Reality fiction: a review of What You See in the Dark
What You See in the Dark: A Novel
272 pages, hardcover: $23.95.
Algonquin Books, 2011.
It's 1959, and the shiny façade of America's white culture is beginning to tarnish. Schools are being desegregated and black people are starting to march in the streets of the South. There's an "unsavory mixing of whites and Mexicans" in California nightclubs. Young men "of a certain type" are migrating to San Francisco. And Alfred Hitchcock is about to inflict moral mayhem on the movie industry, and on his viewers, by filming the murder of a naked woman in a shower.
Hitchcock ("The Director)" wanders into Manuel Muñoz's novel, What You See in the Dark, in Bakersfield, Calif., seeking a motel location for his new movie, Psycho. And Muñoz crafts his hybrid story, an artful blend of fiction and history, around the making of that famous film. "He (Hitchcock) was in the midst of doing something extraordinary and uncanny with some actresses, finessing their star wattage and burnishing it into a singular, almost iconic image."
Analogous to "The Director" and "The Actress" (Janet Leigh) are two ordinary people. Teresa Garza and Dan Watson are small-town lovers. She wants to be a famous singer; he directs her nightclub debut. Their relationship ends with her brutal murder: "The stairwell up to her apartment had a side wall smeared in blood. ..."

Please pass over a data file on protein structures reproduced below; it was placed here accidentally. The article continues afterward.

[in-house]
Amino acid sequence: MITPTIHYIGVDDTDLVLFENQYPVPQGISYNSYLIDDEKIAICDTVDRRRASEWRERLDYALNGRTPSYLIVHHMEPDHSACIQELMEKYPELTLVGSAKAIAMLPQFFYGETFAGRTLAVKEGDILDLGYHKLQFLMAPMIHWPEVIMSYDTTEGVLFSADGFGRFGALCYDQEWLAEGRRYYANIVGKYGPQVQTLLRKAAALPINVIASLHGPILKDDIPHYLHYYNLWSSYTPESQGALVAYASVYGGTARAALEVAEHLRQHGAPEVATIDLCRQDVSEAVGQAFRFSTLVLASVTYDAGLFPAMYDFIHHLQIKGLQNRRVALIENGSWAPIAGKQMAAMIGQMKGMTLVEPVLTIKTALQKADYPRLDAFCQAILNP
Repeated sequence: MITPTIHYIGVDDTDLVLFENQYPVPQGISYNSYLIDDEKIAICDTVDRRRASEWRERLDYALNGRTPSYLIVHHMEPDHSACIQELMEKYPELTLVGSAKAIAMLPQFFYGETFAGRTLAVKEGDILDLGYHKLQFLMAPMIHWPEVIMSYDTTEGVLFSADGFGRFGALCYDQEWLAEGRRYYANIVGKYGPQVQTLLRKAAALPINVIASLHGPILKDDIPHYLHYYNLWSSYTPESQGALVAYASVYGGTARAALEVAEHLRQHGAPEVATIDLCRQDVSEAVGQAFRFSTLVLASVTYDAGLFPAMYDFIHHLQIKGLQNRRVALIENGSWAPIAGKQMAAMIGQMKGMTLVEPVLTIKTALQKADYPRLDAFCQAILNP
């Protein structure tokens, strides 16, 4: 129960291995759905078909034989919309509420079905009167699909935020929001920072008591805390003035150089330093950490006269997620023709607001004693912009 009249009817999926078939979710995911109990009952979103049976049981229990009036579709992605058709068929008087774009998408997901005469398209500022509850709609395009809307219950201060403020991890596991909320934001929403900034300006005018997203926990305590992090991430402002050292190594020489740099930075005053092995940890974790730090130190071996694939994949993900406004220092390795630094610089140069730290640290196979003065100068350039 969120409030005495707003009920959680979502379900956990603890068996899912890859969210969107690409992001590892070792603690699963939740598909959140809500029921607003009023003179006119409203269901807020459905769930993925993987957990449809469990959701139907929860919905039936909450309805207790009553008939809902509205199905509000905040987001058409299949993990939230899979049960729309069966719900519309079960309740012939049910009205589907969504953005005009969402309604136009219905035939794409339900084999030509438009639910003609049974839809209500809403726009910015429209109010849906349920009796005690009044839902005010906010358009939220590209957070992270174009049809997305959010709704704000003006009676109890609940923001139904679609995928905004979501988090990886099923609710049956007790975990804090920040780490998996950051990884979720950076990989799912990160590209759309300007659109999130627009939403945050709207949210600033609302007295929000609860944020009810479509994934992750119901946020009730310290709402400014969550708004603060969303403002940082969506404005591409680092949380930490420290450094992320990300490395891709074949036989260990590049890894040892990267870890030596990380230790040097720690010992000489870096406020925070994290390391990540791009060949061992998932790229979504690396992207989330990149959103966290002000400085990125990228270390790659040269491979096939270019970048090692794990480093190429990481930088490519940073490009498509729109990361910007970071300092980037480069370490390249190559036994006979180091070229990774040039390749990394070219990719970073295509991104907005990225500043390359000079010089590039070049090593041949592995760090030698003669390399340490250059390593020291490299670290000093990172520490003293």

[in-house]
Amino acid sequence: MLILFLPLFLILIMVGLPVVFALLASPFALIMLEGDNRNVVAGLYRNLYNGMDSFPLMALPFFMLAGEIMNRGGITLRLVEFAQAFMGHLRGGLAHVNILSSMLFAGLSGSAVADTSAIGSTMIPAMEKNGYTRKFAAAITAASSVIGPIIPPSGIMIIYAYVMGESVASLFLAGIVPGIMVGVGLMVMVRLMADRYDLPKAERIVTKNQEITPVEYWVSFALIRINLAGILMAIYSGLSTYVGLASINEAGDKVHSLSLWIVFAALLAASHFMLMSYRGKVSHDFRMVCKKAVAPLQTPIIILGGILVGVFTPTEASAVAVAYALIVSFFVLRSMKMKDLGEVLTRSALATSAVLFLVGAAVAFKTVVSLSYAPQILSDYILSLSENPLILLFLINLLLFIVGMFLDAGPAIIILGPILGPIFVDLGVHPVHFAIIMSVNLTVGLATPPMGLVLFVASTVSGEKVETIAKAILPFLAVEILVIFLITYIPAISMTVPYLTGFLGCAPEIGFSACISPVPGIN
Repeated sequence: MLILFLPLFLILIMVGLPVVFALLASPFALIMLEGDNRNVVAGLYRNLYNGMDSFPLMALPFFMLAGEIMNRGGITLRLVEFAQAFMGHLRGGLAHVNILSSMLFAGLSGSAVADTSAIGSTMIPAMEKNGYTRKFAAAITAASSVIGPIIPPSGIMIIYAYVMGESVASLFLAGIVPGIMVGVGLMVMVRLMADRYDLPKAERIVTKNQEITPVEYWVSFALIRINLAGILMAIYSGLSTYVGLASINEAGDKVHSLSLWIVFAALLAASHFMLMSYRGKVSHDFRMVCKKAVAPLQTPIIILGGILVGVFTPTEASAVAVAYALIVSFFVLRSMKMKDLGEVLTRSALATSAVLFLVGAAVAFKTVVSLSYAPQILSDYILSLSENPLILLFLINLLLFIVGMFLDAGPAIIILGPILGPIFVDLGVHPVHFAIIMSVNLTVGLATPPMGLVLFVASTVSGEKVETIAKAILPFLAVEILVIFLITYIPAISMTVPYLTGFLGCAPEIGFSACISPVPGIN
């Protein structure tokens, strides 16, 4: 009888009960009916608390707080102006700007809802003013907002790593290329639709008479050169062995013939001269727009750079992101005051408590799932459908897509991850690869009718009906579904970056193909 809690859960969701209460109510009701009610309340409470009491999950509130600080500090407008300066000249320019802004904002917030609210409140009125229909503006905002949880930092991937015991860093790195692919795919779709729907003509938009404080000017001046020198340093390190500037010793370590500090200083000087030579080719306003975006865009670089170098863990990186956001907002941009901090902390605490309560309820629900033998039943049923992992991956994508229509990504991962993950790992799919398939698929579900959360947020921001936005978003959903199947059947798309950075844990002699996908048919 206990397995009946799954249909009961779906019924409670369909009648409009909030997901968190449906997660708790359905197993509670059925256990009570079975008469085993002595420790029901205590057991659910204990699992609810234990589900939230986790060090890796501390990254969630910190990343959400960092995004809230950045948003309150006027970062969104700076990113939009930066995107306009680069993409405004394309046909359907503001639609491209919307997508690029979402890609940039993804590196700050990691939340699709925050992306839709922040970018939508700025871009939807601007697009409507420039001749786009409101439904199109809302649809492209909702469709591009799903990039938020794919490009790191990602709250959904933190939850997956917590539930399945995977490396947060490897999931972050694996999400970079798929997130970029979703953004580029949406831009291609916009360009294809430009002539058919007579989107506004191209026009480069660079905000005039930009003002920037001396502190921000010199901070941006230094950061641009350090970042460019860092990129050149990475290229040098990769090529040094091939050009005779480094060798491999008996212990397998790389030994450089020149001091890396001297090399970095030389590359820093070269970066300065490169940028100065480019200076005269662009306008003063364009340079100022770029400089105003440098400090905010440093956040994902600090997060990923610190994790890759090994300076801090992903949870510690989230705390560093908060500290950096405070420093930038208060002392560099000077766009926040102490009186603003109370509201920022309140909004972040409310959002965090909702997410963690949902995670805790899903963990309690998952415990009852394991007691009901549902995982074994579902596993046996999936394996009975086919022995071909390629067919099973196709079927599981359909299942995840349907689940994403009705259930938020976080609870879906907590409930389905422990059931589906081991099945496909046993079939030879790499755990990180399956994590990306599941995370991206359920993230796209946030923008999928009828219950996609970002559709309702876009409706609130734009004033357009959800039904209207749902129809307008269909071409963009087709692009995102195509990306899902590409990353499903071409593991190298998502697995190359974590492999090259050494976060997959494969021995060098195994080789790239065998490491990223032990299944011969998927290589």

Muñoz's skillful use of second-person point-of-view in the opening and final chapters gives the story a cinematic feel -- you can almost hear the soundtrack as Candy, Teresa's co-worker, searches for her: "She's there, that girl. You looked for her among the faces surrounding the bathroom mirrors, but she was nowhere to be found. But you know she's there. ..." Candy also judges: She can't imagine how "that skinny brown girl who lived above the bowling alley" managed to snag "the most handsome man in town." The rest of the novel is told from a third-person point of view. It's an unusual approach, but the shift works.
With his debut novel, Muñoz knits a complex web of storylines into one smooth narrative, pulling the reader through backstory, action and multiple perspectives with the subtlety of a literary master -- or even a film director.